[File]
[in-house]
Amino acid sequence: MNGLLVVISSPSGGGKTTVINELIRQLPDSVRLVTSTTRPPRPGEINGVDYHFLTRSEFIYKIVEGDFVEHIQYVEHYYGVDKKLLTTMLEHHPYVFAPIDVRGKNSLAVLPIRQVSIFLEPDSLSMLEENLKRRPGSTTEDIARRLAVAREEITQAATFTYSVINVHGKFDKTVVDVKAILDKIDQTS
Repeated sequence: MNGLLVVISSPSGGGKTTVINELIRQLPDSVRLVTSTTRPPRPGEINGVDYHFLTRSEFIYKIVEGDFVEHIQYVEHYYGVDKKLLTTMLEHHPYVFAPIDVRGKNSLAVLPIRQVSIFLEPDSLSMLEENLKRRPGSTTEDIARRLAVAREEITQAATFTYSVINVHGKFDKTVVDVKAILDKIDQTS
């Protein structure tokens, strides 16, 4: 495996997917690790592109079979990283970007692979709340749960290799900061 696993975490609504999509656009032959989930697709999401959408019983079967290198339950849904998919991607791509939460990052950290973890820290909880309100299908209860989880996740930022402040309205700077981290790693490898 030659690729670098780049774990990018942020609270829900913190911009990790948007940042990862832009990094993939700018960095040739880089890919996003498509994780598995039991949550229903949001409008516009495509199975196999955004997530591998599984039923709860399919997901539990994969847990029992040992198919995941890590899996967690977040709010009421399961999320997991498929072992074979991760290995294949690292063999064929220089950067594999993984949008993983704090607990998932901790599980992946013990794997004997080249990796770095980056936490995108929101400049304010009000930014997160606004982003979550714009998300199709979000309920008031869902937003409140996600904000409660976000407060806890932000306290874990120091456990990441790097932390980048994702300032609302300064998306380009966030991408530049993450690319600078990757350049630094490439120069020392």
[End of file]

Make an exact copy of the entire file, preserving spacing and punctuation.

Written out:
[in-house]
Amino acid sequence: MNGLLVVISSPSGGGKTTVINELIRQLPDSVRLVTSTTRPPRPGEINGVDYHFLTRSEFIYKIVEGDFVEHIQYVEHYYGVDKKLLTTMLEHHPYVFAPIDVRGKNSLAVLPIRQVSIFLEPDSLSMLEENLKRRPGSTTEDIARRLAVAREEITQAATFTYSVINVHGKFDKTVVDVKAILDKIDQTS
Repeated sequence: MNGLLVVISSPSGGGKTTVINELIRQLPDSVRLVTSTTRPPRPGEINGVDYHFLTRSEFIYKIVEGDFVEHIQYVEHYYGVDKKLLTTMLEHHPYVFAPIDVRGKNSLAVLPIRQVSIFLEPDSLSMLEENLKRRPGSTTEDIARRLAVAREEITQAATFTYSVINVHGKFDKTVVDVKAILDKIDQTS
């Protein structure tokens, strides 16, 4: 495996997917690790592109079979990283970007692979709340749960290799900061 696993975490609504999509656009032959989930697709999401959408019983079967290198339950849904998919991607791509939460990052950290973890820290909880309100299908209860989880996740930022402040309205700077981290790693490898 030659690729670098780049774990990018942020609270829900913190911009990790948007940042990862832009990094993939700018960095040739880089890919996003498509994780598995039991949550229903949001409008516009495509199975196999955004997530591998599984039923709860399919997901539990994969847990029992040992198919995941890590899996967690977040709010009421399961999320997991498929072992074979991760290995294949690292063999064929220089950067594999993984949008993983704090607990998932901790599980992946013990794997004997080249990796770095980056936490995108929101400049304010009000930014997160606004982003979550714009998300199709979000309920008031869902937003409140996600904000409660976000407060806890932000306290874990120091456990990441790097932390980048994702300032609302300064998306380009966030991408530049993450690319600078990757350049630094490439120069020392």